Practicing social distancing is one of the best measures we have right now when it comes to minimizing the spread of COVID-19. However, the process is having adverse effects on the mental health of many.
When I have heavy thoughts in my mind or weighty emotions in my heart, I handle them by letting it out. Good or bad, I need to get that energy out of my system to stay sane. More than anything else, In Third Person is my mental and emotional release valve.
For me, the most recent streams were more than just an a means of flexing my block-stacking prowess or continuing a friendly rivalry. It was an opportunity to open up about my feelings regarding the current state of the world.
The In Third Person YouTube channel has been around for almost a decade. In that time, I’ve uploaded almost 1,000 videos. Some of my videos have been viewed thousands of times. There are a few pieces of content on there that I’m really proud of. Even so, I look at my overall effort there as my biggest failure as a creator.
There are numerous reasons for me being unhappy with it in its current state. I’ve spent years in my own head analyzing my mistakes and beating myself up for letting things get to this point. I’ve learned a lot based on my own experiences and through external sources on what it takes. Now isn’t the time to sit back and reflect anymore. It’s time to work.
One of the trendiest phrases in NBA jargon is “load management”. This is the practice of forcing healthy players to sit out regular season games as a means of keeping them fresh for the playoffs. Though it’s a touchy subject – as it devalues the NBA season while robbing paying fans of their opportunities to see the best players at times – we’re starting to see the potential benefits in this strategy. Case in point: Kawhi Leonard on the Toronto Raptors this past season.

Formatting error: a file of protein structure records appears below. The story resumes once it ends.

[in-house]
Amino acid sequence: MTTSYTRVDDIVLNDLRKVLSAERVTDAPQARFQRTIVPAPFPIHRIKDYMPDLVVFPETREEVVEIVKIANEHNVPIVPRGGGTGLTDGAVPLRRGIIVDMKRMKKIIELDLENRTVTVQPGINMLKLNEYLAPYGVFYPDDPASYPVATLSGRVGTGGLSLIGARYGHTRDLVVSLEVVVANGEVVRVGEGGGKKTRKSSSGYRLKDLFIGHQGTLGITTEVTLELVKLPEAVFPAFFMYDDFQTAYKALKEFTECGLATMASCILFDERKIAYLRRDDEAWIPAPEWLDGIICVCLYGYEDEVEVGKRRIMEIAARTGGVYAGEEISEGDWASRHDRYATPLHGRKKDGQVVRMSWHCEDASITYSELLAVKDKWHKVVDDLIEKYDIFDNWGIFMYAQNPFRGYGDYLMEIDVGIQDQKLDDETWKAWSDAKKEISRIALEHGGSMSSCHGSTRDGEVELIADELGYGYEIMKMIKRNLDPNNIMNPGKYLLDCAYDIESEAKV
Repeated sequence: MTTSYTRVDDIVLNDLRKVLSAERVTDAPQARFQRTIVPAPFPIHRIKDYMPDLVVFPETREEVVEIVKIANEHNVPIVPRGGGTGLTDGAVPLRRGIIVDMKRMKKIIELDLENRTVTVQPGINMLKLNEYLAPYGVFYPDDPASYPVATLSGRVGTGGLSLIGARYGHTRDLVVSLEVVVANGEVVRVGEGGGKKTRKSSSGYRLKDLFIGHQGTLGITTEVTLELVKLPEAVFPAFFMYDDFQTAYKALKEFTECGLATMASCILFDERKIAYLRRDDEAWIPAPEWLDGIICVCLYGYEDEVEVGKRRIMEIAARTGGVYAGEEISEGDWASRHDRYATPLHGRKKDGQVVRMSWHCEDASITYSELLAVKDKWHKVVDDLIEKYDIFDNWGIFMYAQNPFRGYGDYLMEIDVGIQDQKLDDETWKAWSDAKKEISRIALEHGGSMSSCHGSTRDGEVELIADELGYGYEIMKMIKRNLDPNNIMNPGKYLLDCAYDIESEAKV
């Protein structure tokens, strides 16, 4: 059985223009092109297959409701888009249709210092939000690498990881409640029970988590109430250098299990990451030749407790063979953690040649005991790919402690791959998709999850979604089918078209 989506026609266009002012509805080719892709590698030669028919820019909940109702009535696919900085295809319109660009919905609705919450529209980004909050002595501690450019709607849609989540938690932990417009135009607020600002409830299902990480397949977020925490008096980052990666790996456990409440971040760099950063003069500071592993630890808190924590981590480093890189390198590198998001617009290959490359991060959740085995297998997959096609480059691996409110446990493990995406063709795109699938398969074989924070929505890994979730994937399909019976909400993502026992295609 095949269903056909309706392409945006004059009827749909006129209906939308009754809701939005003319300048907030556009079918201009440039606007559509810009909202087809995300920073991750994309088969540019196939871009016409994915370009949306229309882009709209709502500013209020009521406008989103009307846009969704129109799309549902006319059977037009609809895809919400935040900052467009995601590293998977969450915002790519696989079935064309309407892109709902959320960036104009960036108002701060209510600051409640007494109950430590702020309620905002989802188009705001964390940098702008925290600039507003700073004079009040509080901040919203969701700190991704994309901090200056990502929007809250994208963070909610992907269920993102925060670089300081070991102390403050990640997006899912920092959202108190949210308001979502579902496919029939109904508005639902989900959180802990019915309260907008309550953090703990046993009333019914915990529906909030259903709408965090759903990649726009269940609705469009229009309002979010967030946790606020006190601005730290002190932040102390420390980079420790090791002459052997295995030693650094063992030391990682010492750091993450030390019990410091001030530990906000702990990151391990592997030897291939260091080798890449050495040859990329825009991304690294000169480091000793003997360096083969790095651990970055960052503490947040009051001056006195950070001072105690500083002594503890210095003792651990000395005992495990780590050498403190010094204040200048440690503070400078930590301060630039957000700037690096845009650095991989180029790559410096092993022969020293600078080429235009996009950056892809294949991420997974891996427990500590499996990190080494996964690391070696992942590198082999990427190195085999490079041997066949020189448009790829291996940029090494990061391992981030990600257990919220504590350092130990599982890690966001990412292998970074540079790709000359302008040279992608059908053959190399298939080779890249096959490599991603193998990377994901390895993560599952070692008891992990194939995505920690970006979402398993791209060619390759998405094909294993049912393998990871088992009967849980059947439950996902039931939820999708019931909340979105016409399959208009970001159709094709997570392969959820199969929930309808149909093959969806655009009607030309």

Coming off the previous season where he only played 9 out of a possible 82 games due to injury, the Toronto Raptors put Kawhi on an aggressive load management program to keep him fresh. Instead of playing all 82 games, he played about 60, while skipping at least one of two games that were scheduled on consecutive days. Kawhi might have been visibly limping by the end of this past season, but he had enough gas in the tank to lead the Raptors to their first ever NBA championship. Though we’ll never know for certain, there’s a chance his body would have broken down prematurely had he played the season in full.
While I am not a superstar basketball player, applying the concept of load management to the way I manage In Third Person may not be a bad idea.
What started out as a retro game show-and-tell takes a turn when we begin talking about how we used video games in the past as an unhealthy means of dealing with stress, depression, and anxiety. Video games can be a positive coping mechanism, but in these particular cases, they weren’t. We then talk about our career anxieties today.
It’s a topic I’ve touched on before, but it was a very therapeutic chat with Muligoon. If you’re going through anything, please know that you’re not alone. There are people out there willing to help, whether it’s family, friends, or medical professionals. Don’t be afraid to reach out for help!